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Biol Chem. 1997 Jun;378(6):469-76.

The nonstructural proteins of the hepatitis C virus: structure and functions.

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I.R.B.M-Istituto di Ricerche di Biologia Molecolare P. Angeletti-Pomezia, Rome, Italy.


The hepatitis C virus is the major causative agent of nonA-nonB hepatitis worldwide. Although this virus cannot be cultivated in cell culture, several of its features have been elucidated in the past few years. The viral genome is a single-stranded, 9.5kb long RNA molecule of positive polarity. The viral genome is translated into a single polyprotein of about 3000 amino acids. The virally encoded polyprotein undergoes proteolytic processing by a combination of cellular and viral proteolytic enzymes in order to yield all the mature viral gene products. The gene order of HCV has been determined to be C-E1-E2-p7-NS2-NS3-NS4A-NS4B-NS5A-NS5B. The mature structural proteins, C, E1 and E2 have been shown to arise from the viral polyprotein via proteolytic processing by host signal peptidases. Conversely, generation of the mature nonstructural proteins relies on the activity of viral proteases. Thus, cleavage at the NS2/NS3 junction is accomplished by a metal-dependent autoprotease encoded within NS2 and the N-terminus of NS3. The remaining cleavages downstream from this site are effected by a serine protease contained within the N-terminal region of NS3. Besides the protease domain, NS3 also contains an RNA helicase domain at its C-terminus. NS3 forms a heterodimeric complex with NS4A. The latter is a membrane protein that has been shown to act as a cofactor of the protease. Whereas the NS5B protein has been shown to be the viral RNA-dependent RNA polymerase, no function has yet been attributed to NS4B and NS5A. The latter is a cytoplasmic phosphoprotein and appears to be involved in mediating the resistance of the hepatitis C virus to the action of interferon.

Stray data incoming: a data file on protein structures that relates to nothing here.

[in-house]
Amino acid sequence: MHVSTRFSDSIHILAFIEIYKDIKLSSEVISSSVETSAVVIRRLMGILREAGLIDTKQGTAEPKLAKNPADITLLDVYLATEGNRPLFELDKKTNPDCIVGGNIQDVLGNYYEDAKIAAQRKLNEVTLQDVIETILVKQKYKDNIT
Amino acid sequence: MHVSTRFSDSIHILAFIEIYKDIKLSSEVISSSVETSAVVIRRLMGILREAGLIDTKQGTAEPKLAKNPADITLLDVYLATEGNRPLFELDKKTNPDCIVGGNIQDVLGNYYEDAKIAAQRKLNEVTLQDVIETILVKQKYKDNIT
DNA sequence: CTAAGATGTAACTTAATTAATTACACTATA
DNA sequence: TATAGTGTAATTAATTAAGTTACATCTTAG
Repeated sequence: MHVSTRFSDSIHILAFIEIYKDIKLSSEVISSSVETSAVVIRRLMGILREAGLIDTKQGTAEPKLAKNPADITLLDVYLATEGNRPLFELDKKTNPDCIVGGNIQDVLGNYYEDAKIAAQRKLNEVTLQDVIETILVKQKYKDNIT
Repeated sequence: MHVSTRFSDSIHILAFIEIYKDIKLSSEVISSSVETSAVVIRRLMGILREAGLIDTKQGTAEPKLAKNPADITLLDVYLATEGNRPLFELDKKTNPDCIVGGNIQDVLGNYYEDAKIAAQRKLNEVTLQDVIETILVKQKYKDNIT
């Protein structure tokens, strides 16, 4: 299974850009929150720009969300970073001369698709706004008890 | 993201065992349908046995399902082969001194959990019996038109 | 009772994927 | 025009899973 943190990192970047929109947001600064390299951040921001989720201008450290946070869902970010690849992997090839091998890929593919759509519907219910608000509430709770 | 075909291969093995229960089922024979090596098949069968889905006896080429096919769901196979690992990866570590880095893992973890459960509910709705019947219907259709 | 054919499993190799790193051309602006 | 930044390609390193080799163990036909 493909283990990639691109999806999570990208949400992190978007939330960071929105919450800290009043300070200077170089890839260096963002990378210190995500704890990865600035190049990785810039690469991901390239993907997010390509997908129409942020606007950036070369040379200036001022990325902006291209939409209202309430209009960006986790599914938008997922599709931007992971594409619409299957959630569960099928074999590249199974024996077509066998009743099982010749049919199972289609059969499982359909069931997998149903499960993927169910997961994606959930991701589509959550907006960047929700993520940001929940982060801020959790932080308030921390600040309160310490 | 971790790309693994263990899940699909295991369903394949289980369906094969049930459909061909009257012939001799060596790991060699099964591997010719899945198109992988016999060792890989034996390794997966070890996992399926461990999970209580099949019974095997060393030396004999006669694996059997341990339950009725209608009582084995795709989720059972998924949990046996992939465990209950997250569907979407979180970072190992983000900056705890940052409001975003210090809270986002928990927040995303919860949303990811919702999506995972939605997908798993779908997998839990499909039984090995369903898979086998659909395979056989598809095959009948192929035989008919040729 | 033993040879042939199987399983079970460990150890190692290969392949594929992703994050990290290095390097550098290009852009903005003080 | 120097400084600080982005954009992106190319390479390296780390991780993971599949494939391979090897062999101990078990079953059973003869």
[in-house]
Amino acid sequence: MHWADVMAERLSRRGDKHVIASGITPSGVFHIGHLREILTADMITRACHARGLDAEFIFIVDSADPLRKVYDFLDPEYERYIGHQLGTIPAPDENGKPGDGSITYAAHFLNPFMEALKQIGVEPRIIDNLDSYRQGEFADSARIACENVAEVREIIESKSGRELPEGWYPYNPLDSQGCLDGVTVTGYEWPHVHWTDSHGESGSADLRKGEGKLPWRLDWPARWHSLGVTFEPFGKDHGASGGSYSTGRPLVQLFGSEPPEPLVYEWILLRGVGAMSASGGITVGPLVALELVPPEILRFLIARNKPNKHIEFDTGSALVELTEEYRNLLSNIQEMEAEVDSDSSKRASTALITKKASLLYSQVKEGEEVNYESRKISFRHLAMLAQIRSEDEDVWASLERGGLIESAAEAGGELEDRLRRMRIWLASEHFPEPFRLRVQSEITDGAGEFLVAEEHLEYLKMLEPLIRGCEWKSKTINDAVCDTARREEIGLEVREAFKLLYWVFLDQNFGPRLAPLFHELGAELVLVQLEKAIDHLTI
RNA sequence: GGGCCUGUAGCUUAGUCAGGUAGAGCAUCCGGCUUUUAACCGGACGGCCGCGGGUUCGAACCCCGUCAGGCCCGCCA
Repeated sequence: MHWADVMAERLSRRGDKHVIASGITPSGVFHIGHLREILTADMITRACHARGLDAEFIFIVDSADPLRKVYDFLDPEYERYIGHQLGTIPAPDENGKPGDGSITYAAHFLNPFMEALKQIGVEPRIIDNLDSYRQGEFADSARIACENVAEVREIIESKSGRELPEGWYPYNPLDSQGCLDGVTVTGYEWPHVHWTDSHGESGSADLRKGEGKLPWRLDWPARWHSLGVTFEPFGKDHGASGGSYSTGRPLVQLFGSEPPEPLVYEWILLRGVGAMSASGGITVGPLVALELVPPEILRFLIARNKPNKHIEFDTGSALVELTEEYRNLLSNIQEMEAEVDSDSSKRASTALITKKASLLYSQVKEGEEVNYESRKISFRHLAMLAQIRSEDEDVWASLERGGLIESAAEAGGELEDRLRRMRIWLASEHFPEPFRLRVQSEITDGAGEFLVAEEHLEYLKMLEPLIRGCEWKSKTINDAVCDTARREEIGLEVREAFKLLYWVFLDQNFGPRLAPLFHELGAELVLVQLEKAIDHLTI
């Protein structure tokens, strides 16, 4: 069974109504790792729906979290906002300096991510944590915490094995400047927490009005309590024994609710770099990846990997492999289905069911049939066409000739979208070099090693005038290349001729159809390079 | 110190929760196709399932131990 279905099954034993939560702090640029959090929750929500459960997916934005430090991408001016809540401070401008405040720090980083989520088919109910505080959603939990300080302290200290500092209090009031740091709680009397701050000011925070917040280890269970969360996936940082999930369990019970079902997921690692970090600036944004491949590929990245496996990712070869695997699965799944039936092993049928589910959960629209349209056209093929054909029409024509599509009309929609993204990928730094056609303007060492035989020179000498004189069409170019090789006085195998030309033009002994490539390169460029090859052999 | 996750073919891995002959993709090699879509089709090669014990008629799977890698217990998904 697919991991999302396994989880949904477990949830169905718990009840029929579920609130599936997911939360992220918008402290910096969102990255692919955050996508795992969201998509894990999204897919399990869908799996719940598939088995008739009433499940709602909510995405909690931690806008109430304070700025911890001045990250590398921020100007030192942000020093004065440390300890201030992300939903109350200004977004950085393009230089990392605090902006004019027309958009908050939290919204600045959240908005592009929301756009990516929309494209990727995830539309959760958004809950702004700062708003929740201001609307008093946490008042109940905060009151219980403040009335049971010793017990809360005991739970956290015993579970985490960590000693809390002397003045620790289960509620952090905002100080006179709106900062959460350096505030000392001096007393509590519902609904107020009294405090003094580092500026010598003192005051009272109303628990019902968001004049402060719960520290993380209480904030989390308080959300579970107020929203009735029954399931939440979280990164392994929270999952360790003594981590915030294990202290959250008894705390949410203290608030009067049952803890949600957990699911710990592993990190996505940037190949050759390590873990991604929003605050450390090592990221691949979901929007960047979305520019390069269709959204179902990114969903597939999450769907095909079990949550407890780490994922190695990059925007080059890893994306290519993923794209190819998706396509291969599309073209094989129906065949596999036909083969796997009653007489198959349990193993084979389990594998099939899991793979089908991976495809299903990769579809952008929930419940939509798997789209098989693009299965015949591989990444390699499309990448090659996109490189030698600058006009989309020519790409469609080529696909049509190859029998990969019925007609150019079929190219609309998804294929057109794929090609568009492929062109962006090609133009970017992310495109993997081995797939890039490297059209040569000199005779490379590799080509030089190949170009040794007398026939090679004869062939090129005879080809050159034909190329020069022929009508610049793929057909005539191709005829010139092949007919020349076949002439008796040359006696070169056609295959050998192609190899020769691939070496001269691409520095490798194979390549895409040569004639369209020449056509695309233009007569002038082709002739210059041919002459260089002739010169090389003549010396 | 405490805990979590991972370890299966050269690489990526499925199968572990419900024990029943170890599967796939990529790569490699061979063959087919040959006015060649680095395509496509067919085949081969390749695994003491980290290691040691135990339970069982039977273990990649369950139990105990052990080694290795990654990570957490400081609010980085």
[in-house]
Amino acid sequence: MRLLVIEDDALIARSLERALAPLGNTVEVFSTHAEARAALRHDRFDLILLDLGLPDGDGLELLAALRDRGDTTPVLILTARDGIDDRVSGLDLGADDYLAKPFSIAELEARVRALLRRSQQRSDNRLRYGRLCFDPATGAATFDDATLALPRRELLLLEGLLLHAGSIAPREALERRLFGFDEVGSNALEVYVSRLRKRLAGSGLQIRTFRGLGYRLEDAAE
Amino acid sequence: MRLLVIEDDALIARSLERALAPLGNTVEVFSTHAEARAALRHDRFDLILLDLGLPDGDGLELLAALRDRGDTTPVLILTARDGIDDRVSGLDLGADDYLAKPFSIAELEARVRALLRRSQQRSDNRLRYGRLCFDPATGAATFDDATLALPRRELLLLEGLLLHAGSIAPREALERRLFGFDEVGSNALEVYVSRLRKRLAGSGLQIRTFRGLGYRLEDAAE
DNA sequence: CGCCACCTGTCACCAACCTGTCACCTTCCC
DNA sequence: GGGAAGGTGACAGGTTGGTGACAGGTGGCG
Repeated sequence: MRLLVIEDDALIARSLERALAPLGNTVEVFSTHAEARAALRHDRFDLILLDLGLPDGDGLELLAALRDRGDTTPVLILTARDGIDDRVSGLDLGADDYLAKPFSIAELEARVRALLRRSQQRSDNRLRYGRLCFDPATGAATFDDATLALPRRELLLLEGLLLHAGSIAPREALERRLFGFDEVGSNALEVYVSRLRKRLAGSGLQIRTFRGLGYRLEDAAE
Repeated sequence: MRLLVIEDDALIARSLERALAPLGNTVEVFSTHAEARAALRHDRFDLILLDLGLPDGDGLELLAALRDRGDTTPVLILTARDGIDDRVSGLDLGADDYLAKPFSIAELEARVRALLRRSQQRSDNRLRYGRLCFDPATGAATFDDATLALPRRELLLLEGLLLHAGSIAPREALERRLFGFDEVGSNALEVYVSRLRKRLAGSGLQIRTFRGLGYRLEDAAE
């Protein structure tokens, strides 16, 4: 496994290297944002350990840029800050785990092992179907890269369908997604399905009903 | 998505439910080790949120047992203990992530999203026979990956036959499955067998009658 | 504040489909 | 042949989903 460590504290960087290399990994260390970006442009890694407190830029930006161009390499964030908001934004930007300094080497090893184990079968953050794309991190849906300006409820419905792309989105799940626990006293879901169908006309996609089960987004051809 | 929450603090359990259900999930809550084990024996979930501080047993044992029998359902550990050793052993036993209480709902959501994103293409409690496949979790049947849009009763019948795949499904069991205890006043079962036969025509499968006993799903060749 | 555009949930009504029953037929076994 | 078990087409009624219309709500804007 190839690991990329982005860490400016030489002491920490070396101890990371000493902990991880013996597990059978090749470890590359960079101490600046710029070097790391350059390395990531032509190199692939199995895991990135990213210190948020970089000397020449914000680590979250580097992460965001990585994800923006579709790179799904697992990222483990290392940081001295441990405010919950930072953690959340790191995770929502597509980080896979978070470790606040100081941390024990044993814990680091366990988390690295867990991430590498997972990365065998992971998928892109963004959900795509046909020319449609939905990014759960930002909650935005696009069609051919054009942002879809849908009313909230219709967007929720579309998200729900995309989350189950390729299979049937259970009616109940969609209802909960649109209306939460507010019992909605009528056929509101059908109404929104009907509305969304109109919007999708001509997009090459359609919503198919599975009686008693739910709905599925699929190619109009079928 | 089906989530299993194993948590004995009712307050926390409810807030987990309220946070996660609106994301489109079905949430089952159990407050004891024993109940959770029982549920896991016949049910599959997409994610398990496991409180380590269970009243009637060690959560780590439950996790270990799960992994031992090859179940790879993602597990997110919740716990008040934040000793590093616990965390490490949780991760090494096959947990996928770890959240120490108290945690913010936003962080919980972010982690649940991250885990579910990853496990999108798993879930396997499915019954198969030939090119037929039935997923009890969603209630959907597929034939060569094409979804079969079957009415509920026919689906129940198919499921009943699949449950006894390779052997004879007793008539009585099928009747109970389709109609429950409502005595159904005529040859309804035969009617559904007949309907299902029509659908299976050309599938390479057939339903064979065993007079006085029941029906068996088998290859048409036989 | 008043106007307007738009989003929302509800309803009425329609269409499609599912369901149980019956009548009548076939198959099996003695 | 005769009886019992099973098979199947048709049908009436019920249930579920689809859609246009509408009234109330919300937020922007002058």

[Indexed for MEDLINE]

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